To give you an idea, here a quote I have pulled:
"Girls don’t want the six-figure cubicle job, the shiny Brooklyn 2BR, the master’s degree, the sexual liberation, none of it. They want to be collectively led back to the kitchen, told to make a nice big tuna sandwich with extra mayo and lettuce, then swatted on the ass as we walk out the door."Speaking of kitchen jokes, I have two:
If a tree fell on a woman and there's no one around to hear it, what was a tree doing in the kitchen?
Some people might say I'm degrading my own gender, but think about it...after these jokes are told, does any girl actually take it seriously and assemble their cookware and cleaning supplies? No, they find it offensive and somewhat amusing at the same time, but it does not influence them to assume what appears to be their natural order in the world, as proclaimed by men. If anything, it motivates them to become more than what they're perceived as--well it should, anyway. Someone once said, "A successful woman is one who can build a firm foundation with the bricks others have thrown at her." If they're bricks that also make you laugh, power to you.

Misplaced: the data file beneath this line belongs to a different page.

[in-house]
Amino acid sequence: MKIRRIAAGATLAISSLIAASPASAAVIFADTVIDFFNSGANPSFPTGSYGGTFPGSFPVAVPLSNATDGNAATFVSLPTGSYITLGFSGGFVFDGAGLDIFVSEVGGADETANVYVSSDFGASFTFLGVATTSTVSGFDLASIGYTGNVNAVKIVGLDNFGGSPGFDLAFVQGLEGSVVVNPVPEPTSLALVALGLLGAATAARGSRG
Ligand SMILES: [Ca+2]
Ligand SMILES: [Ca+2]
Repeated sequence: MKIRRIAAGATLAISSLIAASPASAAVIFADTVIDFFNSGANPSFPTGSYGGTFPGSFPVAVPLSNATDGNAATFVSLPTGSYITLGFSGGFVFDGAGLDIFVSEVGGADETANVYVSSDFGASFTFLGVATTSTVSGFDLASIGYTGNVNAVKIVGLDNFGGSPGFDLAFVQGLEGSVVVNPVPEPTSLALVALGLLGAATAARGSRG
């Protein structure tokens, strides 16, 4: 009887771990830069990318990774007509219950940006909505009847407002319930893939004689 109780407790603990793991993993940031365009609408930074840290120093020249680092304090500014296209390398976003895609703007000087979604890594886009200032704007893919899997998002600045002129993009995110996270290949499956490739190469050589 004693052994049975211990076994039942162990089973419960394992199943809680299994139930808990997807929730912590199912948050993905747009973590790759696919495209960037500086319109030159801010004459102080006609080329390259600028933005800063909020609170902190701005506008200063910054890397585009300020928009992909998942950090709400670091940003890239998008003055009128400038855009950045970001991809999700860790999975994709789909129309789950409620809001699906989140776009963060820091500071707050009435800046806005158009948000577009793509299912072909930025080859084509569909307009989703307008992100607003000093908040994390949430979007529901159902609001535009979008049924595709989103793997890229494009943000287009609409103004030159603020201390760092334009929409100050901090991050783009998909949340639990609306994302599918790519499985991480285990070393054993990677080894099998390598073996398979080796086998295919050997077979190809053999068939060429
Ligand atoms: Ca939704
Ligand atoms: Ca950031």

Anyhow, Matt Forney offers very interesting points in his tirade. I think perspective plays a very important role when reading his opinions. Some would say it's degradation and misogyny at its worst--however, it's so over the top that I really can't help but to perceive it as satire. If it isn't (because lord knows there are crazy people out there in the world that hold such backward views), it's still a very thought provoking article.
I do believe that one of the best ways to bring attention to a subject matter is to force people out of their comfort zone; that is integral in changing perspective, and subsequently, in changing the world. Perfect examples of writing that does such are:
In "A Modest Proposal" by Jonathon Swift, he proposes that impoverished Irish people breed and sell their children as food to upper class families in order to ease their economic troubles. He goes into great detail and length on how to do so, and even provides recipes and methods that they could implement for best results. The purpose of this pamphlet was to mock the heartless attitude the wealthy had toward the poor and to bring light to the desperate conditions that Ireland suffered at the time.